Anatomy Of A Bathroom...

As some of you may remember, I live in a house that was given to me for free, provided I had it moved from its previous location to somewhere new.  At the time, I found a lot, cleared a bunch of trees, excavated, built a foundation, had it moved, and basically did a whole bunch of other shit to make it livable.  For the first few years, I was living in the house alone.  As a bachelor, I was not as concerned about the interior aesthetics, especially in the bathroom.  My requirements for a bathroom are minimal.  When I shit, does it end up on the floor?  Is there water spewing uncontrollably?  If not, I can overlook what it looks like.  I understand that not everyone is like me and I don't want to seem like I don't appreciate it when things look nice.  I do.  And believe me, as you'll see, it looked pretty fucking bad.  I give credit to Megan for dealing with it as long as she did.

This post may be long and tedious, but I like seeing before & after shit, so maybe you do, too.

First, as a reference, here is a comparison of the floor plans.  I made them with Paint.  Sorry.
So, here we can see the main spacial problem:  the vanity is in a shitty location.  It is--believe it or not--only 18" from the tub.  Uncomfortable.  So we decided to have the plumbing moved so that the new vanity could be against the exterior wall and give things at least a little more openness.  Now, you may be asking a few things.  Are you putting a vanity under a window?  Where will the mirror be?  I'll talk about that later.  Isn't it bad to run plumbing through an exterior wall, especially in balls-ass cold Michigan.  Not to fear.  All plumbing comes up through the floor from the heated basement.  The toilet and tub stayed put.  Here are a few before pictures.  Holy shit is it bad!:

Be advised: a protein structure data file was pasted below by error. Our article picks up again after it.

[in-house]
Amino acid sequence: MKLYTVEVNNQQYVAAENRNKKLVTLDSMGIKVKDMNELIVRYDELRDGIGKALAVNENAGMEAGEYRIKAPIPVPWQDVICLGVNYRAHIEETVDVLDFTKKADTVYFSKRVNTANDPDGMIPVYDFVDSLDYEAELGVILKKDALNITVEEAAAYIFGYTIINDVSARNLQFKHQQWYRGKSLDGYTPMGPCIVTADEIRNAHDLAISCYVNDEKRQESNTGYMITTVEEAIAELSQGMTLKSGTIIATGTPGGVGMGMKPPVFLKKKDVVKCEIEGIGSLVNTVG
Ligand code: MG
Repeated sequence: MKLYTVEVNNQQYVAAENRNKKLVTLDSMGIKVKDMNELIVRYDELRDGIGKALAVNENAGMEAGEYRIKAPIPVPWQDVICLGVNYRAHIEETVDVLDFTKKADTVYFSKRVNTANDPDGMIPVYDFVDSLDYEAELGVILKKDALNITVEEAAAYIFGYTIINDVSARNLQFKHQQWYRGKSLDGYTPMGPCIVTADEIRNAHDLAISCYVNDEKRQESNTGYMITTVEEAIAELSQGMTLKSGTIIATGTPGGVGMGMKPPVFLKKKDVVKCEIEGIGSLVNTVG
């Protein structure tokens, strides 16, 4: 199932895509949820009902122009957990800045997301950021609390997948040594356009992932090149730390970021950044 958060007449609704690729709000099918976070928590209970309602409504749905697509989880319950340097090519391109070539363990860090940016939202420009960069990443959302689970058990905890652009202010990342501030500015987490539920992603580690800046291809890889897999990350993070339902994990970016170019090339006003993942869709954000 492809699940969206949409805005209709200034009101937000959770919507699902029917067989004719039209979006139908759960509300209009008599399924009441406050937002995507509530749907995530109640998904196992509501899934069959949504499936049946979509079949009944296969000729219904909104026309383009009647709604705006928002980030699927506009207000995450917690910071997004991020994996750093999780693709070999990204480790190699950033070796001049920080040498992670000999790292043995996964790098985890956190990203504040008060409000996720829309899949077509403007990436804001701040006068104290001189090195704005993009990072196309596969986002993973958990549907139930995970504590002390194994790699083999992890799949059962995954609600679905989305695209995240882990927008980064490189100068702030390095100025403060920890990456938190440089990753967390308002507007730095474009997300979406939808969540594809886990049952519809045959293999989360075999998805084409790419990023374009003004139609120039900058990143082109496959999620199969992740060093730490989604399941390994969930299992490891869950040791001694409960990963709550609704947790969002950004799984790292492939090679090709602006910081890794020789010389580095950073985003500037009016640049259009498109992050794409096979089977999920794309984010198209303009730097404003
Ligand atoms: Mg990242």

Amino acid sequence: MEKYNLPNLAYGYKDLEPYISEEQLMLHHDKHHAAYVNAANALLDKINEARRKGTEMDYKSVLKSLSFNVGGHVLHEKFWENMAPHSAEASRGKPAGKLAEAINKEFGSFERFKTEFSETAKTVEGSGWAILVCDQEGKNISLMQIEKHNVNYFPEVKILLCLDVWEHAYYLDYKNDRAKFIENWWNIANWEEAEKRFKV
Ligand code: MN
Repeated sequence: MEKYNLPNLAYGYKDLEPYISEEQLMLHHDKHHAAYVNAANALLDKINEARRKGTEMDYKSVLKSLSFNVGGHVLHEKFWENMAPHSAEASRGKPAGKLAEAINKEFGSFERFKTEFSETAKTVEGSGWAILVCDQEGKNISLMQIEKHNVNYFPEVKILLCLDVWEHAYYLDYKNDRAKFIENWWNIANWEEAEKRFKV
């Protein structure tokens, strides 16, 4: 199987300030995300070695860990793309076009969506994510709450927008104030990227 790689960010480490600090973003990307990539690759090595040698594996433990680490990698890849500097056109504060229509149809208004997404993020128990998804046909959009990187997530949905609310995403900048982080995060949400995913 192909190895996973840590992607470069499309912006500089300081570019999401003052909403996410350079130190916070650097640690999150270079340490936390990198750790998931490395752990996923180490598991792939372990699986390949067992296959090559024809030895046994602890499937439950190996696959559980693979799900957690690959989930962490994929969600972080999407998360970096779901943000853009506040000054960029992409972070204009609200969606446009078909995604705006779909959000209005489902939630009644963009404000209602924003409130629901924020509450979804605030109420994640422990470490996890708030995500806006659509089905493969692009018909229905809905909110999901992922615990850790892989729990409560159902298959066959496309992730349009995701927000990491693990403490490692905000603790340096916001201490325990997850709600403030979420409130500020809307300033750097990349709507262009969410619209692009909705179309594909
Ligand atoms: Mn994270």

The shitter.  She served us well. I liked to have the brush and plunger to either side of me so I could wield them like swords.
 The tub had this piece of shit plastic surround that was pulling away from the wall in spots.  Nasty.

This shot gives you a sense of how tight it was between the tub & vanity.
A couple of things to notice.  A big hole in the wall, revealing insulation (next to the blue towel).  There used to be a space heater there that was removed when I had a new furnace put in.  I just never covered up the hole.  There is also a very bad acoustical tile that had a bunch of holes in it, patched with duct tape.  We never could figure out what the cause was.  Rodents?  We never saw any.
By now you've probably noticed the super-awesome faux marble Masonite paneling with stunning gold fleckwork (Megan's favorite!).  It is amazing to me that--at some point in time--someone chose this material.  Someone thought this looked nice.  Surely there were other options.  Fuck, there was drywall underneath. They could've just used that.

As you can see, we have our work cut out for us.  This was a project that was supposed to be done last summer.  However, as with most building projects, the kitchen/dining/living space took longer than expected.  And there was a wedding.